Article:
We’re just a few hours away from Anthony Duclair’s debut with the Blackhawks. The former top prospect who was acquired the day before from the Coyotes will be on the third line with the Jets in town Friday night.
Duclair’s acquisition in a four-player trade with the Coyotes was the Blackhawks’ first major outside addition of the season. There had been lots of line changes and a few trips between Rockford and Chicago, but Duclair was GM Stan Bowman’s first stab at adding reinforcements to help ensure a trip to the postseason.
You already know what the deal cost, and what I generally think of it. Richard Panik can be a good depth winger but he’s struggled this season, lost his spot to Vinnie Hinostroza, and is owed $2.8 million next season. The Blackhawks did well to trade him for a low-risk, high-reward young talent who could carve out a long-term role with the franchise.
But going beyond the trade itself, let’s take a look at how Duclair got here and what his addition potentially means for the Blackhawks this season.
What happened in Arizona?
Duclair burst onto the scene as a Rangers prospect at the 2015 World Juniors, where he recorded eight points in seven games for a gold medal-winning Canada team. With his stock boosted, New York cashed in by trading him in a deal to acquire Keith Yandle from the Coyotes before the 2015 trade deadline.
The next season, Duclair broke out as a rookie in Arizona with 20 goals and 24 assists in 81 games. He was receiving the favorable assignments you’d expect from a young winger, but he took advantage to finish third among Coyotes in goals and fourth in points. His 5-on-5 on-ice goal differential was an exceptional plus-18 on a bad team.
But the bottom fell the following season as he recorded just 15 points in 58 games. The Coyotes send him back to the AHL for a spell, and he wasn’t much better there with eight points in 16 games.
Duclair bounced back a bit this season with 15 points in 30 games, but it was clear he was ready to move on. The forward requested a trade out of Arizona earlier this season because, as he discussed with reporters Friday, he felt he “deserved a little bit better” as a player. Now it’ll be on him to live up to his end of the bargain.
What does he bring to the table?
Duclair has the offensive potential to be the missing top-six piece the Blackhawks have been searching for. He’s a good skater who can be dynamic with the puck and make dazzling individual plays.
During his breakout 2015-16 season, he averaged 2.03 points per hour, according to Corsica. Even on a good offensive team like the Hawks, that would be a close fifth behind Hinostroza, Patrick Kane, Ryan Hartman, and Nick Schmaltz. And in Arizona, his top linemates were Martin Hanzal, Tobias Rieder, and Max Domi. He’ll start in Chicago with Kampf and DeBrincat, but teaming up with Kane could have a major effect.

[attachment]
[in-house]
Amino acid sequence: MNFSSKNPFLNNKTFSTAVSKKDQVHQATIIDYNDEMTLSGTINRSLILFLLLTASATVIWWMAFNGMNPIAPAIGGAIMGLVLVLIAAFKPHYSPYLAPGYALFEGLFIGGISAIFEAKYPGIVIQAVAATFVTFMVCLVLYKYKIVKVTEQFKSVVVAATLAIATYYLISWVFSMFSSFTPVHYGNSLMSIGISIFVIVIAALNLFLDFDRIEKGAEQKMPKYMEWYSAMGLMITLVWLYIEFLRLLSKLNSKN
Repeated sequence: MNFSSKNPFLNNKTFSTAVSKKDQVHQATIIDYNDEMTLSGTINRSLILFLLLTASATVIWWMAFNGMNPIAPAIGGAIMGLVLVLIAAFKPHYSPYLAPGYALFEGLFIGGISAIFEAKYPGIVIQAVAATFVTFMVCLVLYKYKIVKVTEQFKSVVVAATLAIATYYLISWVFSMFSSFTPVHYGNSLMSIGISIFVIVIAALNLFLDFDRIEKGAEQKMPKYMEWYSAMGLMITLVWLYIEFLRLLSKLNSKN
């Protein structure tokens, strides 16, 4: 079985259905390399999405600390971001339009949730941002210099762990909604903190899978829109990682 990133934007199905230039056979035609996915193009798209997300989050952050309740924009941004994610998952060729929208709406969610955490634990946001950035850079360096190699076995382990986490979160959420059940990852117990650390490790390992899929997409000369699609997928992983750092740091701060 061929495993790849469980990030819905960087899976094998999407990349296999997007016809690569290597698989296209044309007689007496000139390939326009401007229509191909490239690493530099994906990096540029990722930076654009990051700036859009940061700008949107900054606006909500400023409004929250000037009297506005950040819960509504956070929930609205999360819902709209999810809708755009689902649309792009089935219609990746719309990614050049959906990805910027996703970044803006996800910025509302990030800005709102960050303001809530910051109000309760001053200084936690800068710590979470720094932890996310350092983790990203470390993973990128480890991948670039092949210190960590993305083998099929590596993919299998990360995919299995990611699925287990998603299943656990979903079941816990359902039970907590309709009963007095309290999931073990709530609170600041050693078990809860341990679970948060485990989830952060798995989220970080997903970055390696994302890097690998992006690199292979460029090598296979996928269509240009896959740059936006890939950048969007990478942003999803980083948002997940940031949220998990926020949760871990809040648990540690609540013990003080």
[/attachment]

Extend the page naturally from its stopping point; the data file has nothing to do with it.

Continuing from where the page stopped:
The problem with Duclair’s game is that he’s not as strong when the puck isn’t on his stick, and hasn’t made a ton of progress there in recent years. “He’s poor defensively, not going to win many battles, and for his offensive gifts his impact hasn’t been as expected,” The Athletic’s Corey Pronman said of him.
So it’s a matter of how he’s producing, and whether that’s enough for the Blackhawks to be willing to live with his mistakes. If he’s playing like he did in 2015-16, then the answer will be a resounding yes. If it’s closer to what he did last season, then his time in Chicago may not be much different than it was in Arizona.
Where does he fit?
There are two reasons that this is a particularly tricky problem. First, we haven’t seen Duclair in a Hawks uniform yet. Second, no matter where he settles in, the return of Artem Anisimov could throw a wrench into things.
Starting on the third line with Kampf and DeBrincat makes a good deal of sense. It should be a line with a lot of speed, and Kampf has shown some ability to win puck battles and keep play alive. The Hartman-Schmaltz-Kane line has had some great moments, too, so no need to split it up now.
In an ideal world, Duclair plays so well he emerges on the second line. Few players in the league get more favorable zone start distribution than Kane. Giving Duclair that kind of offensive-minded role with one of the best playmakers in the world could be perfect for his style of play and his confidence.
But it’s equally possible he stays in the bottom six to provide offensive punch while Hartman or Anisimov plays in the top six.
Either way, this team has more depth than ever this season. Here’s a potential lineup for the playoffs:
Obviously there are lots of possible permutations, but Duclair’s addition (plus the eventual signing of Dylan Sikura) could be the reinforcements that allow Bowman to avoid going overboard on the pre-deadline trade market.
Will this work?
It’s hard to say. Duclair followed up that good debut with a really disappointing sophomore season. He wasn’t necessarily in an environment conducive to success, but part of that responsibility is still on him. It’s not like his minutes were being cut for no reason.
What’s undeniable is that he’s talented, and the Blackhawks don’t have much to lose. He’s making $1.2 million this year and will be an RFA in the summer. They don’t have much skin in this game beyond their interest in having Duclair maximize his potential for everyone’s sake. And considering he’s just 22, there’s a real chance a change of scenery will do the trick.